I went to a couple of conventions this year (Verb-o-Rama and Paragraph World) and came home from both thinking that we have improved many aspects of the business world over the years – but conventions aren’t one of them.

Conventions and conferences have changed remarkably little over the years when you consider that their greatest leap forward was when speakers dumped camera-generated slides that sometimes didn’t work for computer-generated slides that sometimes didn’t work. Why do we need to improve conventions? Let me count the ways:

  • 1. Conventions are mind numbing in their unoriginality. They all have the same lofty-sounding themes. If you combined the name of every conference over the past year, you could capture all their themes in one: Level Playing Fields at the Next Level: Strategic Visions for Leveraging Success for World Class Results By Raising the Bar for Excellence, Challenging the Future Horizons Ahead of the Curve 2006. I want to attend a convention with the theme: ‘Full Frontal Accounting.’

"I want to attend a convention with the theme: ‘Full Frontal Accounting’"

  • 2. Name tags are stupid. You are given one in your registration pack and told you must wear it to all of the sessions, as if criminals are lurking in the hallways looking to crash that session on ‘The New World of Debentures’. (They’ll never make a movie titled, The Plenary Session Crashers.)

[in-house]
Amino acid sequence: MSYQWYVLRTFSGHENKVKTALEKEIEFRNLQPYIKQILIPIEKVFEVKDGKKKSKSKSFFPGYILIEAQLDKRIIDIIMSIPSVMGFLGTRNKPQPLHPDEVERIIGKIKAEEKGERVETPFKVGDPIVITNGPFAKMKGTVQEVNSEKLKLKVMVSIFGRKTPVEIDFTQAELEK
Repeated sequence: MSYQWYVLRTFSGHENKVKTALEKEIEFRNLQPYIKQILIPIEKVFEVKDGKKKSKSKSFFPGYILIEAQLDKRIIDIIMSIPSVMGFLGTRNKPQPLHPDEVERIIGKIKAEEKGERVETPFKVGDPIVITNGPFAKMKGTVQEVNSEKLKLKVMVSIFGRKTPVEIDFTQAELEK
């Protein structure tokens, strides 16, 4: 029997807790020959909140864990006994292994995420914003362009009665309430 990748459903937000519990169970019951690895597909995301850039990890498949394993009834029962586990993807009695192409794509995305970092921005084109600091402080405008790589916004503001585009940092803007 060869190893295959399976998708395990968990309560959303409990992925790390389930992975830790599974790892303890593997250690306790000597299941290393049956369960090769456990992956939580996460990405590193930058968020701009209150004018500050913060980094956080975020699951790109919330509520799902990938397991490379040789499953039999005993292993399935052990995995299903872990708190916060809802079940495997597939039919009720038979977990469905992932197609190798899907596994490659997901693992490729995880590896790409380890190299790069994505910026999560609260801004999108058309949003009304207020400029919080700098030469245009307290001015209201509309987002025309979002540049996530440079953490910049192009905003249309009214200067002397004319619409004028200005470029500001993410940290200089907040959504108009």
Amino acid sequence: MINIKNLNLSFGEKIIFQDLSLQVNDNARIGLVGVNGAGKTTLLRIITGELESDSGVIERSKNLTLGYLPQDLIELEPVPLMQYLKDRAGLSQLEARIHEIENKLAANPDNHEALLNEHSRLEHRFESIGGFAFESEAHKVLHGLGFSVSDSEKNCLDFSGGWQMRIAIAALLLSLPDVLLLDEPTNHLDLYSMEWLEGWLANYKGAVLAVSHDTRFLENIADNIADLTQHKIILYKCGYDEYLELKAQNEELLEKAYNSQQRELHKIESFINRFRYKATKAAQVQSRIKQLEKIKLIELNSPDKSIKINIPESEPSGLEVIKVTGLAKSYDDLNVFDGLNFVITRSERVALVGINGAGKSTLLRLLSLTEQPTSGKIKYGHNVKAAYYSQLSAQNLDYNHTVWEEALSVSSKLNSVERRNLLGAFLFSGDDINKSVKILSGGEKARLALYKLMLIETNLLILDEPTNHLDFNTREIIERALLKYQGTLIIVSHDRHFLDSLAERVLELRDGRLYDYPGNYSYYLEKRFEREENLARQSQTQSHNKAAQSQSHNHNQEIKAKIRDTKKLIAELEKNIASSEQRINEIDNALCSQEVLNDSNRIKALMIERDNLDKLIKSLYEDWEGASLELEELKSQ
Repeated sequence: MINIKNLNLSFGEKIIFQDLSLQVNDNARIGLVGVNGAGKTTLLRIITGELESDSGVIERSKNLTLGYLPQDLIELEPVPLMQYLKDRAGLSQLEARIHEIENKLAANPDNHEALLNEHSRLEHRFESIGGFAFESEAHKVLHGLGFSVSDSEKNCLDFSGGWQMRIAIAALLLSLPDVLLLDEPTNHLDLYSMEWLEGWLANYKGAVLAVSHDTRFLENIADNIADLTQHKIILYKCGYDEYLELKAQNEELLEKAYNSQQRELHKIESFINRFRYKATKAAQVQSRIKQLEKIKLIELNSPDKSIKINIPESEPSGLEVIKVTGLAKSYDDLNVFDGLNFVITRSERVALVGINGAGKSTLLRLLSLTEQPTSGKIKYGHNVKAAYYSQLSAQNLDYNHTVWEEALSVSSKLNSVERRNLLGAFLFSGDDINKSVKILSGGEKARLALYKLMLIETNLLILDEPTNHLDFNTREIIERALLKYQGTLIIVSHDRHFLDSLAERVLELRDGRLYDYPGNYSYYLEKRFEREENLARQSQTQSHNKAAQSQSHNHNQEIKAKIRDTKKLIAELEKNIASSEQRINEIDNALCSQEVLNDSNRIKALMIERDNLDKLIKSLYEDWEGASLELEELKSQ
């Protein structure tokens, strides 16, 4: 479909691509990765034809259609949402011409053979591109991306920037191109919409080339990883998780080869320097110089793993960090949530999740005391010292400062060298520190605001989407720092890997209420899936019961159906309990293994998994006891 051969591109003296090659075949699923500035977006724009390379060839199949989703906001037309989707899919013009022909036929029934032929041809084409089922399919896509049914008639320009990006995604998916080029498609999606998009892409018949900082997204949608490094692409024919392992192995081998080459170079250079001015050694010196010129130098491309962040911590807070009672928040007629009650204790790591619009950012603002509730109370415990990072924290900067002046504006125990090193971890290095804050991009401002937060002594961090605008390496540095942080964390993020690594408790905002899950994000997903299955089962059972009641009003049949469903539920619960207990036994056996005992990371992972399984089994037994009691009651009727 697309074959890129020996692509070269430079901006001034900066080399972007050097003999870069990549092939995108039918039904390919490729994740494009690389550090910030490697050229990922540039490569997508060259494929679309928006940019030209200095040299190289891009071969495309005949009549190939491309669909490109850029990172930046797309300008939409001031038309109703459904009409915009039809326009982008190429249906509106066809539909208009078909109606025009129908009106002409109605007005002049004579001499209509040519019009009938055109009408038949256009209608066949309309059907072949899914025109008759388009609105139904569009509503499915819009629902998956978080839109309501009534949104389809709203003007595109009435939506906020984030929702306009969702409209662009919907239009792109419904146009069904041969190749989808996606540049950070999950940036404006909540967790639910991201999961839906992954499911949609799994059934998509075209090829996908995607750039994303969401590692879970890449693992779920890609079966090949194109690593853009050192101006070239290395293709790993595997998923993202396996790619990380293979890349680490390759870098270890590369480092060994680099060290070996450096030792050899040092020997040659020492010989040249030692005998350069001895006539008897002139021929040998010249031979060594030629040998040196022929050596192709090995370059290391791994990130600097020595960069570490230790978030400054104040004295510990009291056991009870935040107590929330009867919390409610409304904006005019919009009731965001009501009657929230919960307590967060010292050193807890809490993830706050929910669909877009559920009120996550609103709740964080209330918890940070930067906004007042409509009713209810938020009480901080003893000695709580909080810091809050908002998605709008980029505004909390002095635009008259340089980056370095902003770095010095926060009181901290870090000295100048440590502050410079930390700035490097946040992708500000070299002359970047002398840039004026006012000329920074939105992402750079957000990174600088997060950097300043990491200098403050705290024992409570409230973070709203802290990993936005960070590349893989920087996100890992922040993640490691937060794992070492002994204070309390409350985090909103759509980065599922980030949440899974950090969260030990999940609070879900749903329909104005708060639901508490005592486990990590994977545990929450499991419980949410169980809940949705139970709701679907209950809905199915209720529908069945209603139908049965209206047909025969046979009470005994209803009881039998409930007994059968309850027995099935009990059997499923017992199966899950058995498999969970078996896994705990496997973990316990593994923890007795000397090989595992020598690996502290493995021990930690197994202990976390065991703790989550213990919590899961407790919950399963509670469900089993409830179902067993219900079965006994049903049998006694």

3. The keynote speakers, usually the president of the trade group or association, always start their keynote address the same way: “Is the microphone on?” Every speech ends with “thank you,” even though it would be much more interesting and invigorating to end a speech with, “and so I say, ladies and gentlemen, run for your lives!”

4. The exhibit hall. Exhibit halls were the first practical application of speed dating. In the time it takes you to stroll by a booth, a person at the booth will try to inveigle you to stop and learn about what they are selling and as a thank-you, you get a light-up pen. If you drop your business card in the fishbowl, you get a chance to be put on innumerable mailing lists (chance of winning: 100 per cent).

5. The stuff they give away at the exhibit hall. I don’t mind that conventions have exhibit halls but I do mind that the giveaways are so lousy. Why can’t they give away six-packs of mid-priced imported beer or something fun yet practical, such as cans of spray cheese?

6. The awards. By giving out awards, organisations elevate their own importance, as if the entire world really wonders who will get the Wayne W. Wormquist Golden Workstation Award this year. At one of my conferences, they gave a guy a “cubic foot of Kansas air” in a Plexiglas cube. Of course, they made him sound like Father Theresa before presenting it to him and insisted we give him a standing ovation. All I could think of was him trying to take this award home and explaining to some airport security person that it was a cubic foot of Kansas air. Full cavity search for him. Me? Easy sailing through security, plus beer and cheese for the flight home.